The second day of Hannah Overton's evidentiary hearing began with compelling testimony from Dr. Michael Moritz, one of the world's leading authorities on salt poisoning. As I explained in my January 2012 article on Hannah's case:
The Nueces County courtroom where Hannah Overton was convicted in 2007 and sentenced to life in prison was filled Monday with an overflow crowd of spectators and reporters. Flanked by a new team of attorneys, Hannah sought, a second time around, to prove her innocence.
If you had assumed that you had heard the last from Charles Sebesta about the Anthony Graves case, you were wrong.
Legendary Houston criminal defense attorney Rusty Hardin has been named special prosecutor in the upcoming court of inquiry that will examine whether or not prosecutorial misconduct contributed to the wrongful conviction of Michael Morton in 1987.
A lot of men from Dallas County have been exonerated--27 at the latest count--and James Waller is one of the more memorable. He was convicted of the 1983 rape of a twelve-year-old boy—mostly on the word of the boy—and given thirty years for the crime. When DNA tests became available a few years later, he asked for one but didn’t get it. He kept asking, even after he was paroled in 1993, because he was considered a sex offender and couldn’t get a job or even go to parks when children were present.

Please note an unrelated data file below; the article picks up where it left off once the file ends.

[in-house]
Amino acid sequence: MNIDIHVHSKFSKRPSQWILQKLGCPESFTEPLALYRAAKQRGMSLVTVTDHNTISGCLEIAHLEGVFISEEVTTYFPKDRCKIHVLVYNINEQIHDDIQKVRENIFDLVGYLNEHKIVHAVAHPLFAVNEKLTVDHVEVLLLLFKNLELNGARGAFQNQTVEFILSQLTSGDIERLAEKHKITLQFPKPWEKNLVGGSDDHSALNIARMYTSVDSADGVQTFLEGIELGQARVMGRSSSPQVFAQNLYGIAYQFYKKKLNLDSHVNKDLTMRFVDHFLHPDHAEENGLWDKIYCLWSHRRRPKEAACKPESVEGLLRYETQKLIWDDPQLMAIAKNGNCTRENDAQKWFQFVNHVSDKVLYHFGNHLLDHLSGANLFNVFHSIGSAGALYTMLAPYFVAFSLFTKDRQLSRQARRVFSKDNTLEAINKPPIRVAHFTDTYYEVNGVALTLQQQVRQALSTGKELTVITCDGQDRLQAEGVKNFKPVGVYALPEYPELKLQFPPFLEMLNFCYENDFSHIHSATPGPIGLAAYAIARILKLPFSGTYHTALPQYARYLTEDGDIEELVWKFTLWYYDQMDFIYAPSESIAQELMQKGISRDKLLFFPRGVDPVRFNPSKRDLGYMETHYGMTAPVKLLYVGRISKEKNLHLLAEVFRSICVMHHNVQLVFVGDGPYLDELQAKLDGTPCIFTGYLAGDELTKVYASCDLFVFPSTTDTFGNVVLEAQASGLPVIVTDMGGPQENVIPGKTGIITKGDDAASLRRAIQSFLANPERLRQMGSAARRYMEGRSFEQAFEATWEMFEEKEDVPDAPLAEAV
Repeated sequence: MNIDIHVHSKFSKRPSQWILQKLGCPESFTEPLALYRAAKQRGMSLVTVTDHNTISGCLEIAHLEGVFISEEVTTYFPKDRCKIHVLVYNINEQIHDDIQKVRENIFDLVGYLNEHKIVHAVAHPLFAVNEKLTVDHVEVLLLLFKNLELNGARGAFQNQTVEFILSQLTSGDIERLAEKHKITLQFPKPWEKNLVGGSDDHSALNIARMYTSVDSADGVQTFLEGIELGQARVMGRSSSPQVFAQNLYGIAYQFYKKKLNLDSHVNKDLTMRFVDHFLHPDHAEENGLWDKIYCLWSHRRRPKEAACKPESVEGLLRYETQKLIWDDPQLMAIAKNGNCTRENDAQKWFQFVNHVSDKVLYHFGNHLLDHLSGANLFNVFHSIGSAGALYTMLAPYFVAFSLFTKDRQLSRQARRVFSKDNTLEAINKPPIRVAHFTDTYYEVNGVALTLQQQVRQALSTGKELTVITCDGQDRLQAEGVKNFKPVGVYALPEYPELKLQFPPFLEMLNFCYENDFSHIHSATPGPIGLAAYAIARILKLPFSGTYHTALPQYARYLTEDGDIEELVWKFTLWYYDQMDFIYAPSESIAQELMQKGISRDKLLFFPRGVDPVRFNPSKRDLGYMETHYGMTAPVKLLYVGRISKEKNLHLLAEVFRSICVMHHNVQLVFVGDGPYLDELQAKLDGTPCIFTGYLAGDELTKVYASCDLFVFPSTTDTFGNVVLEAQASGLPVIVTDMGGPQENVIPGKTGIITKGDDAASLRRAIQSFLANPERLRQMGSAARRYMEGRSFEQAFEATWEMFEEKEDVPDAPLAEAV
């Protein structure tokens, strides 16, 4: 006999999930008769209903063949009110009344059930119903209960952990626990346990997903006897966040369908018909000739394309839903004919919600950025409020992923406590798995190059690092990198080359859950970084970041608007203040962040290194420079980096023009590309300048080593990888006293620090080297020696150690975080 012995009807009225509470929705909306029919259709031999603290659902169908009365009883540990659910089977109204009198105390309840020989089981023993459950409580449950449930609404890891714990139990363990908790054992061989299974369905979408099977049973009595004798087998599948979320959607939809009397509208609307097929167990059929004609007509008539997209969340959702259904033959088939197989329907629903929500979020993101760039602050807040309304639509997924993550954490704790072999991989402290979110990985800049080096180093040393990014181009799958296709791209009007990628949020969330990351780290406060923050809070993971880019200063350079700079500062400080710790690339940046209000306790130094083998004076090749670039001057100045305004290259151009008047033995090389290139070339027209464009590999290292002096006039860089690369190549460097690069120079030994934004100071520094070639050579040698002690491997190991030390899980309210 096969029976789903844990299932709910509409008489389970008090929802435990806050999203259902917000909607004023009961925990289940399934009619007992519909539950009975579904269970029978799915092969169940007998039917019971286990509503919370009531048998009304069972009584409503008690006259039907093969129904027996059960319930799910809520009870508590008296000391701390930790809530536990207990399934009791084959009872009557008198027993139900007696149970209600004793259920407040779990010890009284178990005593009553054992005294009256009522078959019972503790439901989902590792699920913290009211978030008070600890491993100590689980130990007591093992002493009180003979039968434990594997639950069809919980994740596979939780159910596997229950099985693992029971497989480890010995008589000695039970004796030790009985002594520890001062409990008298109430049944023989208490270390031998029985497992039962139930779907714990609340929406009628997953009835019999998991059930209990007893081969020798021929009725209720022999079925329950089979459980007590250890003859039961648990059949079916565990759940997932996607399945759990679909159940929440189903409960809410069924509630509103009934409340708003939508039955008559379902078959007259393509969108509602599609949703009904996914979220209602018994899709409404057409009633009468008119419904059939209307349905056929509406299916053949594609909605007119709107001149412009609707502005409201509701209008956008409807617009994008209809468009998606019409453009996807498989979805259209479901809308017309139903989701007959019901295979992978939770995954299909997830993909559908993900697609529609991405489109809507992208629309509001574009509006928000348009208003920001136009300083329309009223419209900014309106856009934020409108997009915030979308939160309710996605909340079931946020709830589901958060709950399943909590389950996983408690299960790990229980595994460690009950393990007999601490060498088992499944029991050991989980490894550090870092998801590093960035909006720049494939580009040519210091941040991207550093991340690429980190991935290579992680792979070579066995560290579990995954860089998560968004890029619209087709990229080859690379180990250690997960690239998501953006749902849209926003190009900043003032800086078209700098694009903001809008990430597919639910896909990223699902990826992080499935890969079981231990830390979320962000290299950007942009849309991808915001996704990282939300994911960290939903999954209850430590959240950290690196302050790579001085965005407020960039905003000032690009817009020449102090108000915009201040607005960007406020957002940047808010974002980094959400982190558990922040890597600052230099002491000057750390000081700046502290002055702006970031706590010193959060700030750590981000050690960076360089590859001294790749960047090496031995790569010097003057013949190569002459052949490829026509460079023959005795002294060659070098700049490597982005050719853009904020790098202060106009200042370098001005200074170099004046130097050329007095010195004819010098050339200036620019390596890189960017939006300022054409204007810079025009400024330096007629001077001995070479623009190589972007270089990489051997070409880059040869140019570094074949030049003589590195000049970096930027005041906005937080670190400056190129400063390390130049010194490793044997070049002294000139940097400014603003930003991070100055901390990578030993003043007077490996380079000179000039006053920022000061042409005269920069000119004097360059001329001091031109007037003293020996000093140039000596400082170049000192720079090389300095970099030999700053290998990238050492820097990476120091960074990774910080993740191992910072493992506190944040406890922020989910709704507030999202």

State Supreme Court Chief Justice Wallace Jefferson has appointed Fort Worth Judge Louis E. Sturns to oversee the court of inquiry into whether former Williamson County DA Ken Anderson broke the law when he sent Michael Morton, an innocent man, to prison back in 1987.
We know from experience that certain things are going to happen when an exonerated inmate walks out of prison. There will be tears. There will be hugs. There will be joy. There will be anger. There will be talk of tonight’s dinner. There will be talk of the future. There will be talk of how the system made a terrible mistake.
Prisoners who spurn what's on offer at the dining hall have long cooked up their own meals, using ingredients scavenged or stolen. Now, a group of female inmates at Gatesville's Mountain View Unit have collected their wisdom in a cookbook, From the Big House to Your House.